4. After Ryan Poles’ trade-deadline dealings, his biggest task is
Brad Biggs: Well, everything?
Maybe not everything, but close to it. The Bears need wholesale upgrades on defense in the offseason. They have so many needs on that side of the ball, he’s not going to be able to check every box in one offseason. The offense lacks a No. 1 wide receiver. The offensive line has been in area of need since this time last year. This is just a cursory overview of what lies ahead in the offseason. Poles needs to put together a list of wants and needs — and those are different things — and then determine what matches the Bears have in free agency and the draft. He basically move from the beginning of Round 2 to the end of it while shipping out linebacker Roquan Smith for wide receiver Chase Claypool. That is the net result of the trades, and the Bears had better hope Claypool is a major cog in the passing game next season after the Pittsburgh Steelers received a premium pick for him. It’s a big offseason, and I simply would remind you that when Poles has talked about free agency, he always referenced being calculated and wanting to be draft-driven. I expect the Bears to make a couple of major buys in free agency, but massive splashes generally lead to almost immediate disappointment. Don’t expect him to go bonkers. He’s not looking for shortcuts.
Colleen Kane: Filling a ton of holes on the roster this offseason.
Poles’ trades of Robert Quinn and Roquan Smith for draft picks made plenty of sense, but they also left the Bears with even more needs. One of the Bears’ primary concerns has to be the defensive line and most notably end. The Bears have just 15 sacks this season, with 4 ½ from defensive ends currently on the team. Poles also must take a look at linebacker and cornerback to determine whether he wants to continue with internal solutions or upgrade. While Chase Claypool might turn into a good acquisition — the jury is out as he is still working his way into making an impact on the offense — Poles still needs to add at least one other big wide receiver talent. And then he needs to make serious evaluations about where the offensive line might need changes. I’m intrigued to see how he prioritizes the many moves the Bears need to make to be a competitive team. Like Eberflus, we are still far away from a complete picture of what type of GM Poles is.
Dan Wiederer: Fortifying the roster across all three phases.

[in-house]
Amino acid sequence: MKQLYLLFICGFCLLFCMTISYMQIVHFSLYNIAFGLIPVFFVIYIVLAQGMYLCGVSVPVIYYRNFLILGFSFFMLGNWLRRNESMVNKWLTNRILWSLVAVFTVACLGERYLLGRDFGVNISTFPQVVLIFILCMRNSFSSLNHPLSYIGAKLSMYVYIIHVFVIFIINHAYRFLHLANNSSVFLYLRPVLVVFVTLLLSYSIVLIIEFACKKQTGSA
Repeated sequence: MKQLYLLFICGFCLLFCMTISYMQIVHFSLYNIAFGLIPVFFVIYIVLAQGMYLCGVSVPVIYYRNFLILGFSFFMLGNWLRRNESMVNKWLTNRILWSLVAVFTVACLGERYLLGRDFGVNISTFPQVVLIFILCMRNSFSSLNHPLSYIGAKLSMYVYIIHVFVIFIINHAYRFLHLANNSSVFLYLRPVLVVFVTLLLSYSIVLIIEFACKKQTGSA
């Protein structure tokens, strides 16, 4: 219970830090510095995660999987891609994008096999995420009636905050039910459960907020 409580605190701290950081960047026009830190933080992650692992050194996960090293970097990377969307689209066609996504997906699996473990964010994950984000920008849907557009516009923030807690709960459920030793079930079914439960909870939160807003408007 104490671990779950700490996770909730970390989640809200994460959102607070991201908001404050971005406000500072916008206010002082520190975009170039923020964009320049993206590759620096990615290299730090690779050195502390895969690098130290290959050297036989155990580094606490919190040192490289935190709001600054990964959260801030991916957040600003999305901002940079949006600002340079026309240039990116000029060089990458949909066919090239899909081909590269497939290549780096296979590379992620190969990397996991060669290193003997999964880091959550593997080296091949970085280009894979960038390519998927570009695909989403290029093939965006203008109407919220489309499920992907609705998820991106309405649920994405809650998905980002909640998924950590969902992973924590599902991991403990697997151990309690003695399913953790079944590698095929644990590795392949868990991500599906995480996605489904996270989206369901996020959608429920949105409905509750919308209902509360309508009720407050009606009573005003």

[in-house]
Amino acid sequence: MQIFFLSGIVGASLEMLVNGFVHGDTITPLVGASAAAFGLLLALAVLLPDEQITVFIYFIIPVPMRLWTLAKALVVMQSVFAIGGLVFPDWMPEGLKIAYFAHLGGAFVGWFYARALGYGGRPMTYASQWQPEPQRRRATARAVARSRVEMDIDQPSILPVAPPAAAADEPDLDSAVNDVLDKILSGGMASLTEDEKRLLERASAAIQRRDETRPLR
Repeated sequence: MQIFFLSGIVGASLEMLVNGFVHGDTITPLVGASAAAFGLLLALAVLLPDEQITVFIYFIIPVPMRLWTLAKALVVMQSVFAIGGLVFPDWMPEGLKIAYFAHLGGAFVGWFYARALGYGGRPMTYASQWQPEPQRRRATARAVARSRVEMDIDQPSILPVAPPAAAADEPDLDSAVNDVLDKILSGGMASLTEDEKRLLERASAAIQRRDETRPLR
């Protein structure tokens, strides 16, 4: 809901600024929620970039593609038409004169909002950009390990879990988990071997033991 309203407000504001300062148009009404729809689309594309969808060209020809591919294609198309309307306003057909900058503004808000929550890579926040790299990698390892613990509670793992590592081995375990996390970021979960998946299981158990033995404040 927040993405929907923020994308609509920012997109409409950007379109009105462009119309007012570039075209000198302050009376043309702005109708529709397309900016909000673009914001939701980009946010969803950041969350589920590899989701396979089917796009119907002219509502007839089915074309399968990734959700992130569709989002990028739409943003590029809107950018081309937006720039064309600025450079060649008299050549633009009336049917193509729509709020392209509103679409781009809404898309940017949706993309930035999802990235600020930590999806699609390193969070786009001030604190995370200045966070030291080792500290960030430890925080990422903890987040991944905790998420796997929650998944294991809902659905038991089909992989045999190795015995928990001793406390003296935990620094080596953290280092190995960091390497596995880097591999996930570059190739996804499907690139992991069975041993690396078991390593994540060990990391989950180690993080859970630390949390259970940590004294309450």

I’m not trying to be flippant here. But the perception across the NFL is that the Bears depth chart remains a wreck with the 2023 offseason to-do list already pretty daunting for Poles and his staff. The Bears need to find ways to stabilize their offensive line and upgrade their receiving corps. That’s part of the reason they are posting historically bad passing numbers, averaging just 128.1 passing yards per game, last in the NFL by a mile. Only three teams in the last 30 seasons averaged fewer passing yards per game. The front seven on defense also needs significant improvement, particularly with a pass rush that has produced an NFC-low 15 sacks, including just 6½ from defensive linemen still on the roster. As exciting as Fields’ breakthrough over the past month has been, the Bears have to find more top-end playmakers on both sides of the ball to even begin dreaming about a winning season in 2023.
Brad Biggs: Well, everything? Maybe not everything, but close to it. The Bears need wholesale upgrades on defense in the offseason. They have so many needs on that side of the ball, he’s not going to be able to check every box in one offseason. The offense lacks a No. 1 wide receiver. The offensive line has been in area of need since this time last year. This is just a cursory overview of what lies ahead in the offseason. Poles needs to put together a list of wants and needs — and those are different things — and then determine what matches the Bears have in free agency and the draft. He basically move from the beginning of Round 2 to the end of it while shipping out linebacker Roquan Smith for wide receiver Chase Claypool. That is the net result of the trades, and the Bears had better hope Claypool is a major cog in the passing game next season after the Pittsburgh Steelers received a premium pick for him. It’s a big offseason, and I simply would remind you that when Poles has talked about free agency, he always referenced being calculated and wanting to be draft-driven. I expect the Bears to make a couple of major buys in free agency, but massive splashes generally lead to almost immediate disappointment. Don’t expect him to go bonkers. He’s not looking for shortcuts. Colleen Kane: Filling a ton of holes on the roster this offseason. Poles’ trades of Robert Quinn and Roquan Smith for draft picks made plenty of sense, but they also left the Bears with even more needs. One of the Bears’ primary concerns has to be the defensive line and most notably end. The BMNG-TribPub Wire ()